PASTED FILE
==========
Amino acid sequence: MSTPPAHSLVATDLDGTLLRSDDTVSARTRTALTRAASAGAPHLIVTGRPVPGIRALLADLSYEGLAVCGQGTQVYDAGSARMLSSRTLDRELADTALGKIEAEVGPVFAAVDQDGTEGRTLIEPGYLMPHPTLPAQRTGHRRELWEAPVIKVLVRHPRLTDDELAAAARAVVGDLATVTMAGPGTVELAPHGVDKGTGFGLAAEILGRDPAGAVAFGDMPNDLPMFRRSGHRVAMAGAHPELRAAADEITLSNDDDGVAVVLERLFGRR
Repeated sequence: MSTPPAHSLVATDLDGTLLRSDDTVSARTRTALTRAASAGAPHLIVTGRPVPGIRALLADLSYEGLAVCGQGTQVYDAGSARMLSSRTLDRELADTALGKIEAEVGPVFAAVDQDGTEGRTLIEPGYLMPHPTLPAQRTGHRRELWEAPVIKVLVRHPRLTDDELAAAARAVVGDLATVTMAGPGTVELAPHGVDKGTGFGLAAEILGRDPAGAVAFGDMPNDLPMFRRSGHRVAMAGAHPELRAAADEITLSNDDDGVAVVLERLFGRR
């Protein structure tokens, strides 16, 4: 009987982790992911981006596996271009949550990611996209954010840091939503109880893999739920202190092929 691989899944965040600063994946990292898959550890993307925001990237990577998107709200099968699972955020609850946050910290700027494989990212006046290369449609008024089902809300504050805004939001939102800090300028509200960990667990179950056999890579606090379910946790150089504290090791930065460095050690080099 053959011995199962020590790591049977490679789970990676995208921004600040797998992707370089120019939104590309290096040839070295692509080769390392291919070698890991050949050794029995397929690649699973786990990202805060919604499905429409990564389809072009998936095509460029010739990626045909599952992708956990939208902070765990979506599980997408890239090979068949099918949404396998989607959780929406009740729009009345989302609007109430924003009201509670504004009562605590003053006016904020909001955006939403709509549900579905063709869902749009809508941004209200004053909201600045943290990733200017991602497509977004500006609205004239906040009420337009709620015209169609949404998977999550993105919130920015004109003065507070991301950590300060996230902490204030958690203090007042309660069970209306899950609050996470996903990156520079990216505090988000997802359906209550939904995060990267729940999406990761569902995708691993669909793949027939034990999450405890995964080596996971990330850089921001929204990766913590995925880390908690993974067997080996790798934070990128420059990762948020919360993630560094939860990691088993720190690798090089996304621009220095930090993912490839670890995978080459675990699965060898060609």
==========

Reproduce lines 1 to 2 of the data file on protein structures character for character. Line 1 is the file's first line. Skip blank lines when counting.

Amino acid sequence: MSTPPAHSLVATDLDGTLLRSDDTVSARTRTALTRAASAGAPHLIVTGRPVPGIRALLADLSYEGLAVCGQGTQVYDAGSARMLSSRTLDRELADTALGKIEAEVGPVFAAVDQDGTEGRTLIEPGYLMPHPTLPAQRTGHRRELWEAPVIKVLVRHPRLTDDELAAAARAVVGDLATVTMAGPGTVELAPHGVDKGTGFGLAAEILGRDPAGAVAFGDMPNDLPMFRRSGHRVAMAGAHPELRAAADEITLSNDDDGVAVVLERLFGRR
Repeated sequence: MSTPPAHSLVATDLDGTLLRSDDTVSARTRTALTRAASAGAPHLIVTGRPVPGIRALLADLSYEGLAVCGQGTQVYDAGSARMLSSRTLDRELADTALGKIEAEVGPVFAAVDQDGTEGRTLIEPGYLMPHPTLPAQRTGHRRELWEAPVIKVLVRHPRLTDDELAAAARAVVGDLATVTMAGPGTVELAPHGVDKGTGFGLAAEILGRDPAGAVAFGDMPNDLPMFRRSGHRVAMAGAHPELRAAADEITLSNDDDGVAVVLERLFGRR